Chef Sue Zemanick got nailed for this dish on Top Chef Masters because she put delicate lobster into a crusty, bready baguette, so we decided to remedy that with our twist on her Asian lobster roll with spicy yuzu aioli and pickled carrots with taro chips (original recipe here).
I got a beautiful haul of multicolored carrots from the farmers market and did a carrot quick pickle in my favorite bowl (from local pottery artist Sue Schweitzer, a former co-worker of mine and an all around awesome chick).
The original recipe calls for making from-scratch aioli and we always end up with too much when we do that. Also, I was feeling pretty lazy, so I used pre-made organic mayo and flavored it up with citrus. I looked everywhere for yuzu or yuzu juice, but couldn’t find it, so we subbed out grapefruit juice to great effect.
Also in the original recipe were taro chips, but we love, love, LOVE the yucca fries at Brasa, so we decided to swap root vegetables and try our hand at yucca fries. I picked up a fresh yucca root and K peeled the thickly waxed skin. As soon as the skin was off the root, there was a distinct “old basement smell” emanating from it. We boiled the yucca in salted water until it was tender and it still smelled. Then we fried the yucca in canola oil and salted it. It was better, but there was still that hint of old, moldy basement.
I asked Brasa via Twitter what the deal was and they said they’ve had a lot of issues with the fresh yucca they’ve found in the Minneapolis St. Paul area and that, in the future, frozen yucca would be a good way to go. Our blanched yucca…
We had two lobster tails and used our sous vide machine to cook them, but steaming them quickly is another very good way to cook them without overcooking them so they seize up and get rubbery. We chopped the lobster meat, let it cool and mixed it with our citrus aioli. We crunched up the shells and toasted them in a small saucepan, added a good chunk of butter, some ginger, garlic and cilantro stems and made the lobster-infused butter.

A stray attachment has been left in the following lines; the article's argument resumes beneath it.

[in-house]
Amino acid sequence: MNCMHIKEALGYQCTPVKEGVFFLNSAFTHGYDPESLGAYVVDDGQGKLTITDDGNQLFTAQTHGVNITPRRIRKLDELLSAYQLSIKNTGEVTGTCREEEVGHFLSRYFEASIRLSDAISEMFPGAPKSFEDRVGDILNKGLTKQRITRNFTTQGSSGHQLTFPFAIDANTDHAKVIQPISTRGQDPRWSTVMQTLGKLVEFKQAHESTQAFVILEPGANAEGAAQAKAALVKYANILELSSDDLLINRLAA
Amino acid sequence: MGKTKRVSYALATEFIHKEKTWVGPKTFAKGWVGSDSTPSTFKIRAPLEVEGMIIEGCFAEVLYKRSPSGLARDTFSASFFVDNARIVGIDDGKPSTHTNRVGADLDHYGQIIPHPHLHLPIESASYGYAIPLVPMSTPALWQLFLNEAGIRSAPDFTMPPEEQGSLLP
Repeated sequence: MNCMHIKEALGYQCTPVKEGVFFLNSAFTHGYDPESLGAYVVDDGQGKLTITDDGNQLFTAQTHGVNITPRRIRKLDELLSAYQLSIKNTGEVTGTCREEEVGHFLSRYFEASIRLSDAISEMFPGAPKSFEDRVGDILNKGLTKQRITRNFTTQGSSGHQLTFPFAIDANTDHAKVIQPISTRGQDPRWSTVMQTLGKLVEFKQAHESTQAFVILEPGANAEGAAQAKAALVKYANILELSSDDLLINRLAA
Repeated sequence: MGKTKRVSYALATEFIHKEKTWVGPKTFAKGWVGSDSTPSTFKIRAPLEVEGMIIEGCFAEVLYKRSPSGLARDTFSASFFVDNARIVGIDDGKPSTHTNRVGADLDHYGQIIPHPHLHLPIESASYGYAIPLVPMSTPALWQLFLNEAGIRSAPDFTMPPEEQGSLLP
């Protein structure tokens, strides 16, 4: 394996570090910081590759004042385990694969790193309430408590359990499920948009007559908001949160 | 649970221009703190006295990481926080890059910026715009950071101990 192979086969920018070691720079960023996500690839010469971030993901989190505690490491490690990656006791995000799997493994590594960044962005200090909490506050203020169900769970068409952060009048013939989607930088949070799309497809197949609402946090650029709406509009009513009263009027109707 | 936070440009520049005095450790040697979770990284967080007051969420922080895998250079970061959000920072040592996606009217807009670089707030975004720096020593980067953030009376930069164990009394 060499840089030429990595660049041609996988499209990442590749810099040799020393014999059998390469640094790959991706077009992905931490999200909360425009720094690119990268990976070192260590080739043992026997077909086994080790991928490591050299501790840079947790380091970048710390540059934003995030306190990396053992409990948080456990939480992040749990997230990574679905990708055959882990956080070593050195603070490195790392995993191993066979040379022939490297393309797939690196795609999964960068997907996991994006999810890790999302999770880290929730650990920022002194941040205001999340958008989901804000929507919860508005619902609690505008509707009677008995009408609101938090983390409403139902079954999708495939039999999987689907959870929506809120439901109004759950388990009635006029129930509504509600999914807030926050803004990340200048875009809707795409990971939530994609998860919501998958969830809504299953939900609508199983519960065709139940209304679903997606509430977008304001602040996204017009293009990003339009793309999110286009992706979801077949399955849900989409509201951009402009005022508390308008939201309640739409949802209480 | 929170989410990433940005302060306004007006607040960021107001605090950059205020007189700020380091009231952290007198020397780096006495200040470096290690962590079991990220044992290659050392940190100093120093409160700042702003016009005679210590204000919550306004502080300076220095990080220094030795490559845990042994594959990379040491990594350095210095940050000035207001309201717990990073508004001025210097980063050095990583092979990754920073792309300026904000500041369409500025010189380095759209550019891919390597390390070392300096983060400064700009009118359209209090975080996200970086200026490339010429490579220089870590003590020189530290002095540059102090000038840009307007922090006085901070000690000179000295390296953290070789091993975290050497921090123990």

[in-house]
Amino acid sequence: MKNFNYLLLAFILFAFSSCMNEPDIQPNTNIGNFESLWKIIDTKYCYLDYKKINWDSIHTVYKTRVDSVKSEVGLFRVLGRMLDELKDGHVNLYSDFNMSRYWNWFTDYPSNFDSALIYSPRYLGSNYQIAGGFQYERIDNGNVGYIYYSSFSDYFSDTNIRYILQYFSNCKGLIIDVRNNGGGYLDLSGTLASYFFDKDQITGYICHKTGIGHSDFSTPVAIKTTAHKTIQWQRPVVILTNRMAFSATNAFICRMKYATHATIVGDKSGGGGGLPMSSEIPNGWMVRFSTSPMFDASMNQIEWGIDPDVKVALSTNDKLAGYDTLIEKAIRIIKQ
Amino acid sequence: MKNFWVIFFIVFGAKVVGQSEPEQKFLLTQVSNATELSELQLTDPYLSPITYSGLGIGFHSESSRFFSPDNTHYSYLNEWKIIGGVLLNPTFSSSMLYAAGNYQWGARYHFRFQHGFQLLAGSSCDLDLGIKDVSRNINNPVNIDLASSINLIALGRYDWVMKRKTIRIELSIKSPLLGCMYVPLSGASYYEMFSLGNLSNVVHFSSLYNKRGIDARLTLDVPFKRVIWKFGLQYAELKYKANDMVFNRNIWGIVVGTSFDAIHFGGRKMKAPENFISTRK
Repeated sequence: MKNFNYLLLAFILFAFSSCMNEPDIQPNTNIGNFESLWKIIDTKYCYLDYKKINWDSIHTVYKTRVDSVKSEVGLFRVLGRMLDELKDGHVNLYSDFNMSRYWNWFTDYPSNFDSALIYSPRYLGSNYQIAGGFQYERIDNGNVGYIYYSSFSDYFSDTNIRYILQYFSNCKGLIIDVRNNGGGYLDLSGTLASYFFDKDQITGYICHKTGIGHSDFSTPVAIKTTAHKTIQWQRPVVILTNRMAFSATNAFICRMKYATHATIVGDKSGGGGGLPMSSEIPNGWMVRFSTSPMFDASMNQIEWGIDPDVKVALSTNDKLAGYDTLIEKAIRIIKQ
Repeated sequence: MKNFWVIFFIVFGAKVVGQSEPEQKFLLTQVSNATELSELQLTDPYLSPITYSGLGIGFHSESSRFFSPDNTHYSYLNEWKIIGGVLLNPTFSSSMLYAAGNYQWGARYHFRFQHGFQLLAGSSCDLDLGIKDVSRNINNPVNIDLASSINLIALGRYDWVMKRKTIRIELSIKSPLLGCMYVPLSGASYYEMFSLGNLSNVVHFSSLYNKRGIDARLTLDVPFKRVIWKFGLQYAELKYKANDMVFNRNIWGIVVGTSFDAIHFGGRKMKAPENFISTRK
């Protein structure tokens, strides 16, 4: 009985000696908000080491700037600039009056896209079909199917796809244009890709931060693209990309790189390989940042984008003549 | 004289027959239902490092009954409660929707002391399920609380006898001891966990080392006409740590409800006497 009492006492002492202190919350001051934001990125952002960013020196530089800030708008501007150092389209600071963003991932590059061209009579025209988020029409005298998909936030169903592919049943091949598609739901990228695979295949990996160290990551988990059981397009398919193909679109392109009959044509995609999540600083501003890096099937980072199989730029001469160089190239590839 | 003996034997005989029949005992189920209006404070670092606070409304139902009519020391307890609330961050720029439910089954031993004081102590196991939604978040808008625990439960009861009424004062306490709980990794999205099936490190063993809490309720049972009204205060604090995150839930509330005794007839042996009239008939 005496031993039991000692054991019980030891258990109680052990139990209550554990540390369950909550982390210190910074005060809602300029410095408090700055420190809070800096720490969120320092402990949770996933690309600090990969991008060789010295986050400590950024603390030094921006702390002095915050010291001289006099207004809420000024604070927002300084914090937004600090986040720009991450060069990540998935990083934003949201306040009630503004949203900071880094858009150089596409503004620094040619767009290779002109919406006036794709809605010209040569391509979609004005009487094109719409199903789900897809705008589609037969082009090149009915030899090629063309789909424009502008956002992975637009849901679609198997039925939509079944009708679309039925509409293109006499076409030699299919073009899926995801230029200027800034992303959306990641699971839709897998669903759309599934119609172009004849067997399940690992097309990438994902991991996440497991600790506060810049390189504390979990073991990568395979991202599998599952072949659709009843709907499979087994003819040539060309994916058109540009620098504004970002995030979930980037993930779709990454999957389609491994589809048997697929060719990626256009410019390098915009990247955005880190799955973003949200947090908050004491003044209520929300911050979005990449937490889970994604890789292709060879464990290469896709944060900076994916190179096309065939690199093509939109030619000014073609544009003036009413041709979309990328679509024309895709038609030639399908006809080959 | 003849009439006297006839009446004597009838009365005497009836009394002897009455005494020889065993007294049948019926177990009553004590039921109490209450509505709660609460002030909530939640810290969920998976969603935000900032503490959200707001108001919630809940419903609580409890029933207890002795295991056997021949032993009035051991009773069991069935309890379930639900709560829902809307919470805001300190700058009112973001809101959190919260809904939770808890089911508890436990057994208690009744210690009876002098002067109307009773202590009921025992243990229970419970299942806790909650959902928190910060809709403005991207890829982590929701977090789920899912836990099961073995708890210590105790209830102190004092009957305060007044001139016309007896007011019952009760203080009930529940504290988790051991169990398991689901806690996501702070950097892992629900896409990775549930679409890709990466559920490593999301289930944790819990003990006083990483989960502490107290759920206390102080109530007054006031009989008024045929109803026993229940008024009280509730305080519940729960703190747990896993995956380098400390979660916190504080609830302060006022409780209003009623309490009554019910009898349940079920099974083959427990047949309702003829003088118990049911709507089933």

We brushed the butter on two pieces of naan and toasted just one side in a hot pan to use for our “roll.” And when all was said and done, we enjoyed this for dinner:
As I mentioned, the yucca fries had that basement-y hint, but they were still nice and crispy with tender middles and the tasty citrus aioli as a dipping sauce helped. The sweet lobster meat was also nicely complemented by the aioli and not at all overpowered. The pickled carrots and fresh cilantro added a fresh, tart and cool crunch. The naan was the perfect amount of bread. This is a great spin on a lobster roll and we’d certainly make it again. As far as the yucca fries, we’ll just get them from Brasa because they kick ass.
Here’s how we did it:
Two uncooked lobster tails
4 TB mayonnaise
1 TB fresh ginger
1 tsp fresh lime juice
1 TB grapefruit juice
1 tsp fresh ginger
1 clove garlic, minced
salt, to taste
Two pieces naan bread
Two lobster tail shells (saved from your lobster above)
1 tsp fresh ginger
2 cloves garlic, minced
3 cilantro stems
3 TB butter
1 fresh yucca root (if you trust your source) or 3 cups frozen yucca, cut into “fries”
salt, to taste
canola oil for frying
2-4 carrots (depending on size), peeled thinly using a vegetable peeler or sliced on a mandolin